More than 2,000 handmade Stars of David were hung throughout Pittsburgh.
The stars, created by more than 1,000 volunteers from around the world, were hung on Saturday, Nov. 17 by 40 volunteers. Each star—some crocheted, some made with leather—had a heart in the center.
The stars were the brainchild of Hinda Mandell and Ellen Dominus Broude, who created the Facebook page Jewish Hearts from Pittsburgh in response to the attack at the Tree of Life synagogue building in the Squirrel Hill neighborhood that left 11 worshippers dead.
The page called for donations of handcrafted stars to help strengthen the community in the wake of the tragedy.
On Oct. 28, Mandell on her own Facebook page provided patterns for knitters, suggested sizes and colors and deadlines of what she calls “Jewish Hearts.” On Oct. 30 she and Broude set up the Jewish Hearts from Pittsburgh page.
The women, both from New York, opened a post office box to receive the stars. They arrived from 12 countries, including New Zealand and Qatar, according to the Pittsburgh Post-Gazette.
Stars were sent by Catholic school children from Little Rock, Ark., students from a Hebrew school in London, residents of Parkland Fla, a survivor of the Columbine High School shooting in Colorado and a Quaker woman from Pueblo, Colo., according to the newspaper.
“Three weeks ago, I met Ellen Dominus Broude online and we created Jewish Hearts for Pittsburgh. Today, with a team of volunteers, they are installing 2,000 hearts around Pittsburgh. More than 1,000 volunteers from Qatar to California poured their love into their crafted, collaged, painted and crocheted Jewish Hearts. Ellen spent the past week “bagging and tagging” these creations, and archiving the notes that arrived in the mail,” Mandell wrote in a post on her personal Facebook page.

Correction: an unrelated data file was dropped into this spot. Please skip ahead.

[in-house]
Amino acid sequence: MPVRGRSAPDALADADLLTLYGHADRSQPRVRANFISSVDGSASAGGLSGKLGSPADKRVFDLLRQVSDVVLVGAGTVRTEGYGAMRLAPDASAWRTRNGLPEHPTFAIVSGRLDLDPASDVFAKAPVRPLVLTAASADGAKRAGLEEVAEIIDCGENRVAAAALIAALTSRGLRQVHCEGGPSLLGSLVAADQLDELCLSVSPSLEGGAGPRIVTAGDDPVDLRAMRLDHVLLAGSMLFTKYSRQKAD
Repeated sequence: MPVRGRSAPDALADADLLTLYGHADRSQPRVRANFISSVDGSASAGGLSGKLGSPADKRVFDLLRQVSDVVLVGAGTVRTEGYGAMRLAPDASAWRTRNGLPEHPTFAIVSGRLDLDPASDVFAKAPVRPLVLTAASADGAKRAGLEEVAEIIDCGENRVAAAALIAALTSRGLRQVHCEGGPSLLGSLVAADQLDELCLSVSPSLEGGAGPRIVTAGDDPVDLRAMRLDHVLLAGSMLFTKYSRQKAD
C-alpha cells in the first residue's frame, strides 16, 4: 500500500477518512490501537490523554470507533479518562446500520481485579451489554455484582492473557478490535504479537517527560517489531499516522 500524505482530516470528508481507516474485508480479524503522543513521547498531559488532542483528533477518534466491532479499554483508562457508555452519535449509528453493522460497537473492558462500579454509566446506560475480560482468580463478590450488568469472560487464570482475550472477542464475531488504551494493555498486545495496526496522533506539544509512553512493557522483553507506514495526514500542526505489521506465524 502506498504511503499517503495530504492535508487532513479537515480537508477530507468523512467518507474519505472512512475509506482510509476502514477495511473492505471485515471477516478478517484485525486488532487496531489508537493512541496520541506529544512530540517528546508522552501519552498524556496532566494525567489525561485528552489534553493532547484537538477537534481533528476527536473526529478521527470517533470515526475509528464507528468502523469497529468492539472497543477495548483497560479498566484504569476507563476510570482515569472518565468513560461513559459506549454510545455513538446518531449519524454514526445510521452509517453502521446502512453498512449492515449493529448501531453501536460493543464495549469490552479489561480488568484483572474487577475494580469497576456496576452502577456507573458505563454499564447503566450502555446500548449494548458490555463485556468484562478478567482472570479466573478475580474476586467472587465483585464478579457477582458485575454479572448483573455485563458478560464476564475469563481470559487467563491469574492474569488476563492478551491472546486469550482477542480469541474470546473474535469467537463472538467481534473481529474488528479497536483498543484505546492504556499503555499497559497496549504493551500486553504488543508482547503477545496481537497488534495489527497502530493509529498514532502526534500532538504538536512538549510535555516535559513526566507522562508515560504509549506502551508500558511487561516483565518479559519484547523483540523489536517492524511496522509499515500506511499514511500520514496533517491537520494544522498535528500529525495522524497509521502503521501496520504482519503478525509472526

Mandell, an associate professor of communications at Rochester Institute of Technology in Rochester, N.Y. is a former Boston Globe journalist, according to the Post-Gazette. She is editing an anthology titled Crafting Dissent: Handicraft as Protest from the American Revolution to the Pussyhats.
Broude supervised the hanging of the stars. Her daughter Emily, a senior at Carnegie Mellon University, lives in Squirrel Hill and in previous years taught musical prayers and songs at Tree of Life’s religious school on the weekends, according to the Post-Gazette.
The group reportedly will accept more stars and hang them after Thanksgiving.